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Objectives: The purpose of this study was to compare fetal cardiac function (systolic, diastolic and global) in patients with maternal diabetes mellitus during 35-37 weeks of gestation and to evaluate the association between cardiac function and adverse perinatal outcomes.
Materials and Methods: In this prospective observational cross-sectional study, 138 pregnant women with diabetes and 149 healthy pregnant women underwent fetal echocardiography to evaluate fetal cardiac function. The perinatal outcomes were evaluated after delivery.
Results: This study found that the mean modified myocardial performance index (mod-MPI) was significantly raised in fetuses of diabetic mothers (0.53 ± 0.06 vs. 0.49 ± 0.05, p < 0.001) while the mean E/A ratio ratio and cardiac output (CO) were similar in the diabetes and control groups. A subgroup analysis showed that mitral E/A and tricuspid E/A ratios, Mod-MPI, right, left, and combined CO were similar in women with gestational diabetes (GDM) with diet control and those with GDM or pre-gestational diabetes (PDM) with insulin usage. The neonatal outcomes (Apgar score at 1 min, Apgar score at 5 min, Apgar score ≤ 6 at 5-min, cesarean delivery due to fetal non-reassuring, neonatal intensive care unit admission, stillbirth, and perinatal death) were similar in the two groups. No correlation was observed between the fetal cardiac function and adverse perinatal outcomes.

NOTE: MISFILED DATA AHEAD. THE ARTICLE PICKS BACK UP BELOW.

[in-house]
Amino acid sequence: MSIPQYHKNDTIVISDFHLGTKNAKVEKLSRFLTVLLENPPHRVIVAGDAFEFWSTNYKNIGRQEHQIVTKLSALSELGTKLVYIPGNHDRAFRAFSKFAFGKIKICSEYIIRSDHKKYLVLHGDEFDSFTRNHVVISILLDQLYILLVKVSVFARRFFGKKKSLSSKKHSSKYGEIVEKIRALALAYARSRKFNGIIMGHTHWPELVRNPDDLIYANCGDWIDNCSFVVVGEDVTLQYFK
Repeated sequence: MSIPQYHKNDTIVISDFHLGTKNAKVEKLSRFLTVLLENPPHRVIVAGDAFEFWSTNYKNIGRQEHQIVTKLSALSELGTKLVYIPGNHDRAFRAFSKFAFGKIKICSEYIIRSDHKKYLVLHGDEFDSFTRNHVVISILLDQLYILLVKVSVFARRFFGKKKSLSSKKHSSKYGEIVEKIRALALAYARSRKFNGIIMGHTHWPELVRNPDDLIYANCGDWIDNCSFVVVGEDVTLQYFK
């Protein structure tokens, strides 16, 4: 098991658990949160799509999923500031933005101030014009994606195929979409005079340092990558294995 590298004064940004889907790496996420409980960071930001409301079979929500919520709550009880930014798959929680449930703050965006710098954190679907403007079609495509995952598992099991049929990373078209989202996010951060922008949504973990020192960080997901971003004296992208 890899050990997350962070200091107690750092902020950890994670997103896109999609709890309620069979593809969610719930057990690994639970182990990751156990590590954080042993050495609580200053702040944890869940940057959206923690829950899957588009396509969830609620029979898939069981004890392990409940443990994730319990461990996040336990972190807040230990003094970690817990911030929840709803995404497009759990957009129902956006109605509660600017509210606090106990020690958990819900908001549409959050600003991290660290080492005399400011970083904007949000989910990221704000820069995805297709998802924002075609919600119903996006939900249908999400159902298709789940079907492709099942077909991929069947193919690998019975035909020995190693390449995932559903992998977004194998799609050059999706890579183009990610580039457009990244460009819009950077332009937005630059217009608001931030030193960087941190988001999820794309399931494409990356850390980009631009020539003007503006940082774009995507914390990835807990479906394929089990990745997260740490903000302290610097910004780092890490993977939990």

Conclusion: Mod-MPI in the diabetic group was the only fetal cardiac function that was significantly higher than in the healthy pregnant women. No significant correlation was observed between fetal cardiac function and adverse perinatal outcomes.
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